now, consider the pain that you felt. how it awoke you in the night. how it haunted you by the day. how it felt like a nest of hornets let loose in your soul. 

now imagine that the pain didn’t harden. imagine it worked to loosen the loam of your soul. allowed room for new seeds to be planted there. tender sproutlings of purer compassion. how, ever after, you knew what it meant to grieve in a bottomless way. how, ever after, you knew how tempting it was to turn away and never turn back. how, ever after, you knew the muscularity demanded to rise up and out from the darkness. 

consider how those plagues pushed you––not without ache, not without wishing you could wish it away––toward a deeper, broader understanding of and connection with the suffering all around.

imagine if the resonance of your own hours of suffering allowed you to look upon the sins and the suffering all around and find common ground, feel your heart open not close.

imagine if the world’s suffering was meant to do the same. imagine if all this is an exercise in tendering our holiest vessel: the one heart made as a chamber for the sacred to dwell.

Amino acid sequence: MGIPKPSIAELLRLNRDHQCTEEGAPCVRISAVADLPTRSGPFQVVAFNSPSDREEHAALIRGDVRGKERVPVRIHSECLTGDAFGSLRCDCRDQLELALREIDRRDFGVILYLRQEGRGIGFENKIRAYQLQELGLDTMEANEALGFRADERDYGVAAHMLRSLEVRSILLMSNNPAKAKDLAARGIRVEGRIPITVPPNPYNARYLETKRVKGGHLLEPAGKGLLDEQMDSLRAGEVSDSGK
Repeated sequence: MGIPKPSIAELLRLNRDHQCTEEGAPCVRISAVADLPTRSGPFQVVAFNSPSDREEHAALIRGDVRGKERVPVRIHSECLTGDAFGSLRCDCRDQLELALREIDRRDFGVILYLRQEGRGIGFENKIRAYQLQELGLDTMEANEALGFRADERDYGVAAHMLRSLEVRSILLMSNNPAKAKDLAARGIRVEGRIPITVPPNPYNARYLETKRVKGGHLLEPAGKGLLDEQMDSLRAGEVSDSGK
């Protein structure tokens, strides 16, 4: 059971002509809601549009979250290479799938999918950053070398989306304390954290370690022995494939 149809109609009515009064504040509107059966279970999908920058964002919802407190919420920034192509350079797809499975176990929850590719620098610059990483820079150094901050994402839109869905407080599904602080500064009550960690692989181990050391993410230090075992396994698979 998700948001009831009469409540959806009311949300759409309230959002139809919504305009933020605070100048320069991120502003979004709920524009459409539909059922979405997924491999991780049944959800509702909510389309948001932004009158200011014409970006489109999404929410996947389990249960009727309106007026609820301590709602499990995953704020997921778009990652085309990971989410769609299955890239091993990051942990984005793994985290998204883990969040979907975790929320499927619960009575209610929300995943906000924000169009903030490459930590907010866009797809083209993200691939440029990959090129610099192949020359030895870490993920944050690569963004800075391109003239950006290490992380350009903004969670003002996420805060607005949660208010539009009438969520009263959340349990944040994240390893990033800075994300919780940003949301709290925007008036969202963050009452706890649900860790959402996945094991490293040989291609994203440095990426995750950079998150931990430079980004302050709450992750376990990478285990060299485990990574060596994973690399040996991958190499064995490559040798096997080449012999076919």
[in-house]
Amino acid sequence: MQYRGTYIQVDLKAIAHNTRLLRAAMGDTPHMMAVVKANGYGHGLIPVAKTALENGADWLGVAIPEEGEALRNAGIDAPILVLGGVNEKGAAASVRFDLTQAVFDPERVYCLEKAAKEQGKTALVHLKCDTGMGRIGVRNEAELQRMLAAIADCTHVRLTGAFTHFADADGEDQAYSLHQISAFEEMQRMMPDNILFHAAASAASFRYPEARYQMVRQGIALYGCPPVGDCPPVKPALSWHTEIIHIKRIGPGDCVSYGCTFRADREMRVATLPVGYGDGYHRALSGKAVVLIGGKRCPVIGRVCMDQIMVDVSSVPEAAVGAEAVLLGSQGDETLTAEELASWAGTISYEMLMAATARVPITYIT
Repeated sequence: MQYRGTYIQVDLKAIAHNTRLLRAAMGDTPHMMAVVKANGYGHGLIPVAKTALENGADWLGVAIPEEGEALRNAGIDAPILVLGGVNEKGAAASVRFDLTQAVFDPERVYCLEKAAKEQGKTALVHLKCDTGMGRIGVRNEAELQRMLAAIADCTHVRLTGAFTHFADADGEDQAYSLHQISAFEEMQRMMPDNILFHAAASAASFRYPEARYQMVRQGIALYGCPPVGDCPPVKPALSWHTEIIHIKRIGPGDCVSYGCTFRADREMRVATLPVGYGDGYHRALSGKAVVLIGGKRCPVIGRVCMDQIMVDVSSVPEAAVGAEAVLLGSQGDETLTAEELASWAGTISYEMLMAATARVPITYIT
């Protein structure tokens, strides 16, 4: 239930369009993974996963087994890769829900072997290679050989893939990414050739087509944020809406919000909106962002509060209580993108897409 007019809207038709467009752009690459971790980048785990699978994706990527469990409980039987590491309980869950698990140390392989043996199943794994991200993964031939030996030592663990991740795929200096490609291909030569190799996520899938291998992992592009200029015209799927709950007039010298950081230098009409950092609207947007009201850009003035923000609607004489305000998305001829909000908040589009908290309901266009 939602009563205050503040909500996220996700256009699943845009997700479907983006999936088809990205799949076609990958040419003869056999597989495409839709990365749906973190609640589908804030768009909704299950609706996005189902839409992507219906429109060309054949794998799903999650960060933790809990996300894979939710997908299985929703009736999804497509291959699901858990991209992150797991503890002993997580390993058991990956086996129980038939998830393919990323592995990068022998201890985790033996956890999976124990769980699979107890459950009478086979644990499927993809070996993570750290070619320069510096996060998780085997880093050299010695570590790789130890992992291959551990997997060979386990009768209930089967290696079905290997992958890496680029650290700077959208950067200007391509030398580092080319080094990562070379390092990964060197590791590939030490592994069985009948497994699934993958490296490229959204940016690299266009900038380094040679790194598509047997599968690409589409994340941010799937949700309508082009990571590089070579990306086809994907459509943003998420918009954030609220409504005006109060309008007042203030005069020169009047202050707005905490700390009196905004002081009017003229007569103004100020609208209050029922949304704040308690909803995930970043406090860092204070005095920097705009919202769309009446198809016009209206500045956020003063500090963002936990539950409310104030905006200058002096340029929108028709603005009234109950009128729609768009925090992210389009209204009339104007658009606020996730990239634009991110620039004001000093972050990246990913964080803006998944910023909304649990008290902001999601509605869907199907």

what if, instead of growing bitter and hard over time, we grow softer and sweeter? what if we return to the text––the suffering and crucifixion of the one born to teach and live love, the freeing of an oppressed people made to witness hardship upon hardship, ten plagues in all––what if we return to the text and find, for the very first time, a wisdom to carry us on? into a world that never seems to pause in its inflicting of pain.

what if, in feeling the pain, we are moved to be the agent of balm, of healing, of lifting the other out of a pain we know all too well? tikkun olam. “repair the world.” mend the tatters. reimagine the whole.

there must be wisdom, must be reason we circle again and again to the same lines of text, as if we’re meant to meet it again with whomever we are one year to the next. this year the lines that most drew me in were the ones that ask why in the world would ours be a God who not only allows but inflicts plague upon plague, hurt upon hurt.

my knowing next year might differ. but this year i’ve come to dwell on the thought that no one escapes a life stitched with sufferings. and if the sufferings come, how might they make of us souls that pulse with compassion. communion, after all, is the holiness we seek. oneness. with God, with ourselves, and the whole of humanity circling this earth in this long, dark hour.